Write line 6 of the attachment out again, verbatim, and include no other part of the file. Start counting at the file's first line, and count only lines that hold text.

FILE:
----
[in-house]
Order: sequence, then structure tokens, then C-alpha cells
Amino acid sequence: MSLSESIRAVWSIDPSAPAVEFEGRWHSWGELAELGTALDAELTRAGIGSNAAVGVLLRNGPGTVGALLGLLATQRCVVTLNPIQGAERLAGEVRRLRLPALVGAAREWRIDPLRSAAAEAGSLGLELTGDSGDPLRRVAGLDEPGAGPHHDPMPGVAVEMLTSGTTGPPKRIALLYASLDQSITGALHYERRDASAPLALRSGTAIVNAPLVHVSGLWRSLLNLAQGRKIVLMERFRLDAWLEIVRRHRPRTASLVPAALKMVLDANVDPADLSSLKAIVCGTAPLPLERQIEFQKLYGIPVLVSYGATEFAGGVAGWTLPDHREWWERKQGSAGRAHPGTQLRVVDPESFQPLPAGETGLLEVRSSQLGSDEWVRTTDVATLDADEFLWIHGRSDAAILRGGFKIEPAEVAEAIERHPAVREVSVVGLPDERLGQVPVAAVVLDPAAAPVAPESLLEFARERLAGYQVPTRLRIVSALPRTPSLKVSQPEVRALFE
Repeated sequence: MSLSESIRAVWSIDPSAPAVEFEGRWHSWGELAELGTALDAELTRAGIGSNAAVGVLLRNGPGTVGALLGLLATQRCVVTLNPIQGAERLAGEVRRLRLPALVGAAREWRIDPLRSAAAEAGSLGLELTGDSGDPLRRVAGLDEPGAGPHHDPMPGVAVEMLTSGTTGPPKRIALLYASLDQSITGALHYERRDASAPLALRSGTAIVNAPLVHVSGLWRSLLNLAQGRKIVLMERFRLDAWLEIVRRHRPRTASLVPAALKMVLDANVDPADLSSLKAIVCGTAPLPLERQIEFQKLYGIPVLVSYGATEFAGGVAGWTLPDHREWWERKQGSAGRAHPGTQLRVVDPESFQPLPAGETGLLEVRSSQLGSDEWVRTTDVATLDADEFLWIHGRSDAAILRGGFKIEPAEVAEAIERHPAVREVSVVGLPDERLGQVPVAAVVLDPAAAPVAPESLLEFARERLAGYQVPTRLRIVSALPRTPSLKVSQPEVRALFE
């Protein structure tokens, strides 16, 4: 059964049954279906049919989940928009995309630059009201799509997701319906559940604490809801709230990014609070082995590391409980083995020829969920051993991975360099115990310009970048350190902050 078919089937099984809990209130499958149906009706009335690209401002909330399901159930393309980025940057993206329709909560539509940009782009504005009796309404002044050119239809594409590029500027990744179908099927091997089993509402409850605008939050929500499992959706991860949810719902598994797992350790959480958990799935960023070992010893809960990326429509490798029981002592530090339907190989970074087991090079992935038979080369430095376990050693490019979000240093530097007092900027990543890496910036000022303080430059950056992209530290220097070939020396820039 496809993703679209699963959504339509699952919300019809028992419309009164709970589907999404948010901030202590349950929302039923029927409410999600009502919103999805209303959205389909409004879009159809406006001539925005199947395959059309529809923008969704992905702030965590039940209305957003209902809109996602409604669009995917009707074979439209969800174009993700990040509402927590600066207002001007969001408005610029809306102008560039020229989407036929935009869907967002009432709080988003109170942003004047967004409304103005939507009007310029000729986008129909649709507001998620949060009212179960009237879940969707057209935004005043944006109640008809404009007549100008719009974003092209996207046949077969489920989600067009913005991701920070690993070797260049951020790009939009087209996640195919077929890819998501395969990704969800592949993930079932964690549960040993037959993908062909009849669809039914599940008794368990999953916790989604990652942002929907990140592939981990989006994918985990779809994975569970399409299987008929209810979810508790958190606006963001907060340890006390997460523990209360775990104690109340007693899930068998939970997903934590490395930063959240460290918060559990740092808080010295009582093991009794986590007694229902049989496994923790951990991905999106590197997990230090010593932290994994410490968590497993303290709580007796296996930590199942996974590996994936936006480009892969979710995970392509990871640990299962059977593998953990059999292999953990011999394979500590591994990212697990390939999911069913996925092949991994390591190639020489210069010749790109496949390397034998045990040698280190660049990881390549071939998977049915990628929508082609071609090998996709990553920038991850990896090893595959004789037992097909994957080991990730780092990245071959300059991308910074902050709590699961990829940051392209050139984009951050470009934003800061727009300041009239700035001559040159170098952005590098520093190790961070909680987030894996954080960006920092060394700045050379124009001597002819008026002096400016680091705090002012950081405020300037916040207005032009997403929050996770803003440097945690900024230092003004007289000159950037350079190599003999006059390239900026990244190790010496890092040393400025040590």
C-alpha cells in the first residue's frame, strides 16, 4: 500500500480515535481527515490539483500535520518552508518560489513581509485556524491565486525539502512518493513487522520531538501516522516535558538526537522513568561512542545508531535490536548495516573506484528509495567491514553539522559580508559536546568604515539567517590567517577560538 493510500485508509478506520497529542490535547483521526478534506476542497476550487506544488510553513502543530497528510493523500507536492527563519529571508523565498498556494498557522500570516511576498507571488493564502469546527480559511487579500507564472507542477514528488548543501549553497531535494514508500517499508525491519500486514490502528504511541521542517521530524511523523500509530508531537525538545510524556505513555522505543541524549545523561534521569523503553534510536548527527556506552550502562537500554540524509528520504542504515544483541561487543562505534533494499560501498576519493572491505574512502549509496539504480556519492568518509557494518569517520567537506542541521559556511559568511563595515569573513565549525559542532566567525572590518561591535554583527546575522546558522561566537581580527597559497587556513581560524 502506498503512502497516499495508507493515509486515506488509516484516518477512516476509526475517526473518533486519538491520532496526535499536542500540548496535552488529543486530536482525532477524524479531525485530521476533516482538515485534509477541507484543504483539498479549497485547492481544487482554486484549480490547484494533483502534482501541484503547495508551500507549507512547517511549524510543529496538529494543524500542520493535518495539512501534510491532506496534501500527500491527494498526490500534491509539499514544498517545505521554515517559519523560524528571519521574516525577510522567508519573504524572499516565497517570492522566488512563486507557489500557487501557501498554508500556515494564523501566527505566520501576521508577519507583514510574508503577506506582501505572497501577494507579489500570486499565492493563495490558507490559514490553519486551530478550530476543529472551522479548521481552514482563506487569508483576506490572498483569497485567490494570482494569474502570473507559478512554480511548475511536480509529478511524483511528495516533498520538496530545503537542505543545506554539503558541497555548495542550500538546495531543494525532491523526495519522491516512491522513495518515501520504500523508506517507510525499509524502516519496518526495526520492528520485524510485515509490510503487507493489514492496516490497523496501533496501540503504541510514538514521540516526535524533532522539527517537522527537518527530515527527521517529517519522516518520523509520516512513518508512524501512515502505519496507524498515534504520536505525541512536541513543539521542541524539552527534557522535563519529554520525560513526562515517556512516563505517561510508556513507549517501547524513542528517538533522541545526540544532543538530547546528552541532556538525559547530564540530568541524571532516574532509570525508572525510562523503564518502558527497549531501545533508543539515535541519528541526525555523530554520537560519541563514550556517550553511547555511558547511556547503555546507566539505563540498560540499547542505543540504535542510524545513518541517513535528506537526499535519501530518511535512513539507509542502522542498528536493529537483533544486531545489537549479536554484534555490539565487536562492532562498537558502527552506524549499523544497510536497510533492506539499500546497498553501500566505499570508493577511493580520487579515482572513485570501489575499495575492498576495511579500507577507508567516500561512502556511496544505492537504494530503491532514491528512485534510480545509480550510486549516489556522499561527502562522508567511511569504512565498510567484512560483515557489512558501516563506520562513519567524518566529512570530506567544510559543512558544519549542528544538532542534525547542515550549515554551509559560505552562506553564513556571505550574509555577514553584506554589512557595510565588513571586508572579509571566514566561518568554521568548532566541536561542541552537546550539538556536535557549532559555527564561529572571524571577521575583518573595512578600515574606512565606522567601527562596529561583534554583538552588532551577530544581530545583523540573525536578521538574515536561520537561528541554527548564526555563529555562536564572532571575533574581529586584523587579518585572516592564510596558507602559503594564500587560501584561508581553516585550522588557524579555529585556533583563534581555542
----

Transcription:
C-alpha cells in the first residue's frame, strides 16, 4: 500500500480515535481527515490539483500535520518552508518560489513581509485556524491565486525539502512518493513487522520531538501516522516535558538526537522513568561512542545508531535490536548495516573506484528509495567491514553539522559580508559536546568604515539567517590567517577560538 493510500485508509478506520497529542490535547483521526478534506476542497476550487506544488510553513502543530497528510493523500507536492527563519529571508523565498498556494498557522500570516511576498507571488493564502469546527480559511487579500507564472507542477514528488548543501549553497531535494514508500517499508525491519500486514490502528504511541521542517521530524511523523500509530508531537525538545510524556505513555522505543541524549545523561534521569523503553534510536548527527556506552550502562537500554540524509528520504542504515544483541561487543562505534533494499560501498576519493572491505574512502549509496539504480556519492568518509557494518569517520567537506542541521559556511559568511563595515569573513565549525559542532566567525572590518561591535554583527546575522546558522561566537581580527597559497587556513581560524 502506498503512502497516499495508507493515509486515506488509516484516518477512516476509526475517526473518533486519538491520532496526535499536542500540548496535552488529543486530536482525532477524524479531525485530521476533516482538515485534509477541507484543504483539498479549497485547492481544487482554486484549480490547484494533483502534482501541484503547495508551500507549507512547517511549524510543529496538529494543524500542520493535518495539512501534510491532506496534501500527500491527494498526490500534491509539499514544498517545505521554515517559519523560524528571519521574516525577510522567508519573504524572499516565497517570492522566488512563486507557489500557487501557501498554508500556515494564523501566527505566520501576521508577519507583514510574508503577506506582501505572497501577494507579489500570486499565492493563495490558507490559514490553519486551530478550530476543529472551522479548521481552514482563506487569508483576506490572498483569497485567490494570482494569474502570473507559478512554480511548475511536480509529478511524483511528495516533498520538496530545503537542505543545506554539503558541497555548495542550500538546495531543494525532491523526495519522491516512491522513495518515501520504500523508506517507510525499509524502516519496518526495526520492528520485524510485515509490510503487507493489514492496516490497523496501533496501540503504541510514538514521540516526535524533532522539527517537522527537518527530515527527521517529517519522516518520523509520516512513518508512524501512515502505519496507524498515534504520536505525541512536541513543539521542541524539552527534557522535563519529554520525560513526562515517556512516563505517561510508556513507549517501547524513542528517538533522541545526540544532543538530547546528552541532556538525559547530564540530568541524571532516574532509570525508572525510562523503564518502558527497549531501545533508543539515535541519528541526525555523530554520537560519541563514550556517550553511547555511558547511556547503555546507566539505563540498560540499547542505543540504535542510524545513518541517513535528506537526499535519501530518511535512513539507509542502522542498528536493529537483533544486531545489537549479536554484534555490539565487536562492532562498537558502527552506524549499523544497510536497510533492506539499500546497498553501500566505499570508493577511493580520487579515482572513485570501489575499495575492498576495511579500507577507508567516500561512502556511496544505492537504494530503491532514491528512485534510480545509480550510486549516489556522499561527502562522508567511511569504512565498510567484512560483515557489512558501516563506520562513519567524518566529512570530506567544510559543512558544519549542528544538532542534525547542515550549515554551509559560505552562506553564513556571505550574509555577514553584506554589512557595510565588513571586508572579509571566514566561518568554521568548532566541536561542541552537546550539538556536535557549532559555527564561529572571524571577521575583518573595512578600515574606512565606522567601527562596529561583534554583538552588532551577530544581530545583523540573525536578521538574515536561520537561528541554527548564526555563529555562536564572532571575533574581529586584523587579518585572516592564510596558507602559503594564500587560501584561508581553516585550522588557524579555529585556533583563534581555542